Email & Informal agreement are valid – Supreme Court of India

 

Email & Informal agreement are valid – Supreme Court of India

 

Supreme Court on Trimex case – Formality not required under Contract Act    

The Indian Contract Act, 1872: ss.4, 7 – Concluded contract containing arbitration clause – Valid

The  Hon’ble Supreme Court (SC) in the case of “Trimex International FZE Limited, Dubai vs. Vedanta Aluminium Limited, India” in Re (2010) 3 SCC 1”  held that in the absence of signed agreement between the parties, it would be possible to infer from   various documents duly approved and signed by the parties in the form of exchange of emails, letter, telex, telegram and other means of communication.

 
The Hon’ble Supreme Court accepted the unconditional acceptance through emails and held the same to be a valid contract which satisfies the requirements of Section 4 and 7 of the Contract Act 1872 and further it satisfies Section 2(1)(b), 7 of the Arbitration and Conciliation Act 1996.  In the absence of a signed agreement inference can be from documents approved and signed by the parties in the form of exchange emails, letters, telegrams which come within Section 10 and 2(e) of the Contract Act 1972.

Maharashtra Real Estate Regulatory Authority (MahaRERA)

 

Maharashtra Real Estate Regulatory Authority (Maha RERA)

RERA has effectively started functioning in Maharashtra.

Maharashtra Government had established Maha RERA on March 8, 2017 for regulation and promotion of real estate sector in the state, with its headquarters in Mumbai.

The RERA act, lays rules and regulation for the real estate sector. It is aimed to bring in much needed transparency, efficiency, and professionalism that will further strengthen home buyers’ confidence.
 

Gautam Chatterjee appointed first Chairman of MahaRERA 

RERA-Real Estate Regulatory Authority came into effect from May 1, 2017.

Gautam Chaterjee, an IAS Officer, has been appointed the first Chairman of the Maharashtra Real Estate Regulatory Authority (Maha RERA).


First Case to be decided under RERA

In its  first case,  taken up suo moto, the RERA authority imposed penalty of Rs. 1.2 lakhs on Sai real estate consultant firm

In its first decision in a case taken up suo moto,  the Real Estate Regulatory Authority (RERA) norms that have given a big boost to home buyers, a Chembur-based real estate consultant firm has been asked to pay Rs 1.2 lakh as fine for a misleading advertisement of an ongoing construction project.

Penalised under Maharashtra Real Estate Regulatory Authority (MahaRERA) act, Sai Estate Consultant became the first firm to be fined under the act. The Authority’s order, issued on Monday,  stated that the consultant was guilty of advertising a project which wasn’t registered with it at the time of advertising.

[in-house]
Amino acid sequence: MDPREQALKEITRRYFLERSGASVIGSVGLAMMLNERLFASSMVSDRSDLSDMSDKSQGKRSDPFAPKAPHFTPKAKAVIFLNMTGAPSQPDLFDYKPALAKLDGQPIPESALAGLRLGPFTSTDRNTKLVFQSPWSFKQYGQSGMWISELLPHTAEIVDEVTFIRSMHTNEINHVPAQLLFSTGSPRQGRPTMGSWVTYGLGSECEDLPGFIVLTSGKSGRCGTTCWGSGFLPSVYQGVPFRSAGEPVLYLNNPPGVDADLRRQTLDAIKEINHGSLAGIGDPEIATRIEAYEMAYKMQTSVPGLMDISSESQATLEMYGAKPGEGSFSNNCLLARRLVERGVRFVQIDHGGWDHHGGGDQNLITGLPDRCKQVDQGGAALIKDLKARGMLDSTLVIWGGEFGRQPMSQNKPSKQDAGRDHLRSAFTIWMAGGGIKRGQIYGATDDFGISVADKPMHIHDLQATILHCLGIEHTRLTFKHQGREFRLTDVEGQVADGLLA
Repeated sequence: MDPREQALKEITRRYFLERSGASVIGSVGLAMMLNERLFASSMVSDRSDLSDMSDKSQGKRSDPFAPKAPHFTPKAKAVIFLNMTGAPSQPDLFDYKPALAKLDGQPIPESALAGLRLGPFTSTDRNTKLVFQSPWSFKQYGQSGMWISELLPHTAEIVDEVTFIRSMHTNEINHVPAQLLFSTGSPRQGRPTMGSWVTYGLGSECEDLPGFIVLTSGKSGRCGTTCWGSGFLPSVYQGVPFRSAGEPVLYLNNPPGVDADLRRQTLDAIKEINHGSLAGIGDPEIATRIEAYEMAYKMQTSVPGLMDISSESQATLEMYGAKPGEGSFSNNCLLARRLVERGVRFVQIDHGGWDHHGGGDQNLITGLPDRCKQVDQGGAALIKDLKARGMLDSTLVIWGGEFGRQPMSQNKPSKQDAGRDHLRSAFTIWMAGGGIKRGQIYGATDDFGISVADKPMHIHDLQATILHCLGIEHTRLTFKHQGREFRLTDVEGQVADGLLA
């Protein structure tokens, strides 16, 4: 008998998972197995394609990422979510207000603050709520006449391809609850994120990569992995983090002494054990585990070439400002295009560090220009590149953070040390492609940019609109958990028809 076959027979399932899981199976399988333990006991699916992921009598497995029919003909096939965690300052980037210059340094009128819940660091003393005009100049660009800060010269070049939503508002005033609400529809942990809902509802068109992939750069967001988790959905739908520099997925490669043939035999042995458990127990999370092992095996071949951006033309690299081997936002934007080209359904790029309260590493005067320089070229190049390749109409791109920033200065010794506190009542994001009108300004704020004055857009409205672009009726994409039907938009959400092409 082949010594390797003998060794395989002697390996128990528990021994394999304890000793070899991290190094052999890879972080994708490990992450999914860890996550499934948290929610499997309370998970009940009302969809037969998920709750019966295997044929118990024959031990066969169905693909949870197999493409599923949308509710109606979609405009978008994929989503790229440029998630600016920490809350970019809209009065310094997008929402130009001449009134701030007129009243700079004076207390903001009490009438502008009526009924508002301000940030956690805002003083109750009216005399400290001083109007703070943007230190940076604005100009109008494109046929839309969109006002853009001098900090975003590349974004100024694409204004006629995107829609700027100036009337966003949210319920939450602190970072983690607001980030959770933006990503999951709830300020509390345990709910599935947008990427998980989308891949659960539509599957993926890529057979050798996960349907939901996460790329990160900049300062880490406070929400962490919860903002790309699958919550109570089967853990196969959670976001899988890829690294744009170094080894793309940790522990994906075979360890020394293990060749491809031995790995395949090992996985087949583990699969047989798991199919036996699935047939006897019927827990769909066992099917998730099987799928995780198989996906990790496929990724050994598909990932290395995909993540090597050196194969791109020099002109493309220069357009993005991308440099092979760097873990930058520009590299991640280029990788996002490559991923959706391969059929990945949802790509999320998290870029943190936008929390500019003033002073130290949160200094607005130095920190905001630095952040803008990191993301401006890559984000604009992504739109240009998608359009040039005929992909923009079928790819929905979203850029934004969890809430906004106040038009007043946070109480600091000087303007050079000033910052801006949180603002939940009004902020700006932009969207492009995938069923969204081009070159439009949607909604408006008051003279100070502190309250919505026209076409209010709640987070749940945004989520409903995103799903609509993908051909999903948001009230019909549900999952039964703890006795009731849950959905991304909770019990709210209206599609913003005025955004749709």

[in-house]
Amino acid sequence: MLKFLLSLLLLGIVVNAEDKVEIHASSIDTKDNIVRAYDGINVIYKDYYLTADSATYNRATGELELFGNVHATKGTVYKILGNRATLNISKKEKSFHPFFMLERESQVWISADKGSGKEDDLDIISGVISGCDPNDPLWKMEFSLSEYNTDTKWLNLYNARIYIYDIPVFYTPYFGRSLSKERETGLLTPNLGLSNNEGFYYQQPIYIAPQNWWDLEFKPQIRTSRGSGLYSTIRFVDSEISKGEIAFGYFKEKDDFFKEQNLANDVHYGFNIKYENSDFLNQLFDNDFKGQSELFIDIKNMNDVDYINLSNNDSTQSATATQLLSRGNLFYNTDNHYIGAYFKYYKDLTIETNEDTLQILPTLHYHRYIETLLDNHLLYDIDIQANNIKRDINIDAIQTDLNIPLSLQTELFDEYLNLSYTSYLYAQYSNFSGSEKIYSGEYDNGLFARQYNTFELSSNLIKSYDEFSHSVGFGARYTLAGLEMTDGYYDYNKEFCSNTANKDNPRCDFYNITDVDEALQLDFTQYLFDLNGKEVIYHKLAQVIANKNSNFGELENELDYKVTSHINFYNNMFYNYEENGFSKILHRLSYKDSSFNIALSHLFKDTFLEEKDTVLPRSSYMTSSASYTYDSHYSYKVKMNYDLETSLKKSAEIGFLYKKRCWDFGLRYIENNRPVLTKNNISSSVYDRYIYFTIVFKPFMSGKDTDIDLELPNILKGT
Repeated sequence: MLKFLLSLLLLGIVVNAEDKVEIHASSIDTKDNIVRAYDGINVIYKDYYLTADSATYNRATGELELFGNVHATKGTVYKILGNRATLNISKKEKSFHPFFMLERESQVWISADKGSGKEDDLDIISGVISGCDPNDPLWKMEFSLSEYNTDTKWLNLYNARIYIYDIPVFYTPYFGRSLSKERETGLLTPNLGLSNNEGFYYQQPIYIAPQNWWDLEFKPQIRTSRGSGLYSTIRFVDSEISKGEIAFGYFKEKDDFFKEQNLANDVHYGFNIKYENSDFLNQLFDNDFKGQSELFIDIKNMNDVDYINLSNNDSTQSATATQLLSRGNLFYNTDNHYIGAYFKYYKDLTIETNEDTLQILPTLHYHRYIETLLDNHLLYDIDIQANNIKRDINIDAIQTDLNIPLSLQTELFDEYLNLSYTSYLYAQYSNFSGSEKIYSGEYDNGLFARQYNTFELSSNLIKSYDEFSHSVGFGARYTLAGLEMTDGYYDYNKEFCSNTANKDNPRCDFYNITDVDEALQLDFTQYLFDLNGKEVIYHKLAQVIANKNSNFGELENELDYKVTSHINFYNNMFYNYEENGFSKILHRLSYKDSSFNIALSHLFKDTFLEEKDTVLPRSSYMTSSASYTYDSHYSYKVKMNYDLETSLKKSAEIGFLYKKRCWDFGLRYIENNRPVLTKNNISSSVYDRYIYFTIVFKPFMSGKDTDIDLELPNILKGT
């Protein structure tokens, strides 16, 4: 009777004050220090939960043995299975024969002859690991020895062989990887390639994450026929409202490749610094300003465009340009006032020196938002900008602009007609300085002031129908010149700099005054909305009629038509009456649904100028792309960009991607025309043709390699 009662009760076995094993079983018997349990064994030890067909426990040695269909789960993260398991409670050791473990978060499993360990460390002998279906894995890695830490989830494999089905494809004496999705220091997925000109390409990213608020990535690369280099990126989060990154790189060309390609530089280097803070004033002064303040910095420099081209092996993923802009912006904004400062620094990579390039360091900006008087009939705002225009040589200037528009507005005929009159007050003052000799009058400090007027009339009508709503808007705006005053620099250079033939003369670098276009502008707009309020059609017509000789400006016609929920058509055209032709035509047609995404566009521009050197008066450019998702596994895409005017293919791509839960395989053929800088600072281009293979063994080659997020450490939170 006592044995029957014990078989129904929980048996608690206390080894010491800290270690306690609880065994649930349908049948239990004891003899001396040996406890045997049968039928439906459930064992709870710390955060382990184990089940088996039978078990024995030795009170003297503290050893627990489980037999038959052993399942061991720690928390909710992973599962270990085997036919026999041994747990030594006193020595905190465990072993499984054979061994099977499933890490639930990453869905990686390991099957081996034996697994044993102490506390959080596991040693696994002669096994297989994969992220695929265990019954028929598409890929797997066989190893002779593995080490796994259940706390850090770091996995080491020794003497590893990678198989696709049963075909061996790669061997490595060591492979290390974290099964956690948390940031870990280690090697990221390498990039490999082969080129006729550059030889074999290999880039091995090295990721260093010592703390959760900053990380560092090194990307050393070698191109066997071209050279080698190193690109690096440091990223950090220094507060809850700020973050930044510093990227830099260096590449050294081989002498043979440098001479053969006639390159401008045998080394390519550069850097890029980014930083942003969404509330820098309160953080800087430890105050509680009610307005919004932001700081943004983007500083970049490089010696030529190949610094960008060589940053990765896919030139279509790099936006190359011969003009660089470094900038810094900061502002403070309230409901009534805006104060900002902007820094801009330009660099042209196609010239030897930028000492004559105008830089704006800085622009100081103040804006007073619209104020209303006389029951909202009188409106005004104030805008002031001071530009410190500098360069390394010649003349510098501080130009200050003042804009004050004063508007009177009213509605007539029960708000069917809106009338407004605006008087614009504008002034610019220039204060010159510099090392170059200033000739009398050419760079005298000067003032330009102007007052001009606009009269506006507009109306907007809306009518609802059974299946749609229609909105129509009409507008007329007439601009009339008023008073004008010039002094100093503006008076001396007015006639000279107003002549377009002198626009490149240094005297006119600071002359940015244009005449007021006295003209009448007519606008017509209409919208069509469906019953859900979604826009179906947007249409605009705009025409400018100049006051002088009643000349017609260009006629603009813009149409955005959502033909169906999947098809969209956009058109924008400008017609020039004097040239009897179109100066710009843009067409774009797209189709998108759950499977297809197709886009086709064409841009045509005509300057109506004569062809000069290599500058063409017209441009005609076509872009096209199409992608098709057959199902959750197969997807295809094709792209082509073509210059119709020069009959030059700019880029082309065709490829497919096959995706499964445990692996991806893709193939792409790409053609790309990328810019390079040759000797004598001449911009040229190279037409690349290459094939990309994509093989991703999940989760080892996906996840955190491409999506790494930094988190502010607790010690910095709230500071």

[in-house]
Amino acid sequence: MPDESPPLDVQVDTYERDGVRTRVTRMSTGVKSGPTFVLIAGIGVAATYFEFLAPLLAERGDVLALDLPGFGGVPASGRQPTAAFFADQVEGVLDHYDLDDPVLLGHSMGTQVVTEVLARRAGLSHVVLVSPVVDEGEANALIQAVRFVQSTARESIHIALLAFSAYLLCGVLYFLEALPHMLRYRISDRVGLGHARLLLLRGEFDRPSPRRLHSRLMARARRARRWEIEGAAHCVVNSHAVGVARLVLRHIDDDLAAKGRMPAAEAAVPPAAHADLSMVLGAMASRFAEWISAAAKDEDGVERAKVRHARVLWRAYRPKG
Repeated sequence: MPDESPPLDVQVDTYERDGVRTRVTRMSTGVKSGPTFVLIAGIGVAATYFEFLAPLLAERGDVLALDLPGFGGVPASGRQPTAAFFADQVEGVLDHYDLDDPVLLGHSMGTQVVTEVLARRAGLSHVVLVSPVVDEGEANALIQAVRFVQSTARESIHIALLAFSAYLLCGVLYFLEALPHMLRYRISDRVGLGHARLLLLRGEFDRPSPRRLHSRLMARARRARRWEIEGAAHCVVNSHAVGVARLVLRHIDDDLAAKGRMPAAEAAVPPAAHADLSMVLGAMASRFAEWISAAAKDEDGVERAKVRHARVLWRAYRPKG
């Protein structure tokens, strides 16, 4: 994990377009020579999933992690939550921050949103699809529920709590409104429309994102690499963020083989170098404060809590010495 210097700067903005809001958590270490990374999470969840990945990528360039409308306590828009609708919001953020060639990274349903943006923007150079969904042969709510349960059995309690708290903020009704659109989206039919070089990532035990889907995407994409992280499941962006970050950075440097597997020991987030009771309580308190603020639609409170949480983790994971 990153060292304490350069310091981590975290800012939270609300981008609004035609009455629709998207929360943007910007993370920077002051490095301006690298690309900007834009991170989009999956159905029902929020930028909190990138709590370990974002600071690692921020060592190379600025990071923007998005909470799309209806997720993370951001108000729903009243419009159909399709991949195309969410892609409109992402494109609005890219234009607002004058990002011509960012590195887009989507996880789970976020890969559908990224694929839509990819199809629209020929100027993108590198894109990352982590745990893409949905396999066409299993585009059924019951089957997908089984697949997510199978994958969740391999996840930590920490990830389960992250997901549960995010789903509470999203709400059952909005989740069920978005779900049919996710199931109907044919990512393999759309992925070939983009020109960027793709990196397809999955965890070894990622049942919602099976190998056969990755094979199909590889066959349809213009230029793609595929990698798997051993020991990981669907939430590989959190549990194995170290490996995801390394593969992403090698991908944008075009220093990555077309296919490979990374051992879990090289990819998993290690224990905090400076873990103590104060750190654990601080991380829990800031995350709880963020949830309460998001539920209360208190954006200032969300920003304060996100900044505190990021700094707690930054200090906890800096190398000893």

Under the new rules, advertising for sale of flats in projects that are not registered with the Authority is considered as a violation under the rules of the regulatory body. The firm, which advertised a project of Haware builders in Thane, has also been asked to withdraw the advertisement and restrain from promoting it in absence of the Authority’s registration.

In addition to the fine, the firm has also been asked to tender an apology. The action comes as result of a complaint, filed in this regard from consumer activist outfit, the Mumbai Grahak Panchayat. “We welcome this bold order, and hope builders and real estate agents learn lessons from it,” the activist outfit was quoted as saying by Indian Express.

The entire decision is available at the following site:

https://maharera.mahaonline.gov.in/Site/Upload/pdf/Legal-Advisor-MahaRERA-Vs-Sai-Estate-Consultant-Chembur-Pvt-Ltd-Suo-Motu-Case-No-1-of-2017-dated-5-06-2017.pdf


Important Links

The MAHARERA site states that even if you have filed a complaint in the Consumer Forum, you can with draw the same, and file the Complaint or application in RERA.

https://maharerait.mahaonline.gov.in/PDF/FAQMergedPDF.pdf

  1. If the buyer wants to file a complaint in Consumer Court, is there any bar under the Act?

Ans: No. As per section 79 of the Act, civil courts are barred from entertaining disputes (suits or proceedings) in respect of matters which Real Estate Regulatory Authority or the adjudicating officer or the Appellate Tribunal is empowered under the Act to determine. However, the consumer forums (National, State or District) have not been barred from the ambit of the Act. Section 71 proviso permits the complainant to withdraw his complaint as regards matters under section 12, 14, 18 and section 19, from the consumer forum and file it with the adjudicating officer appointed under the Act.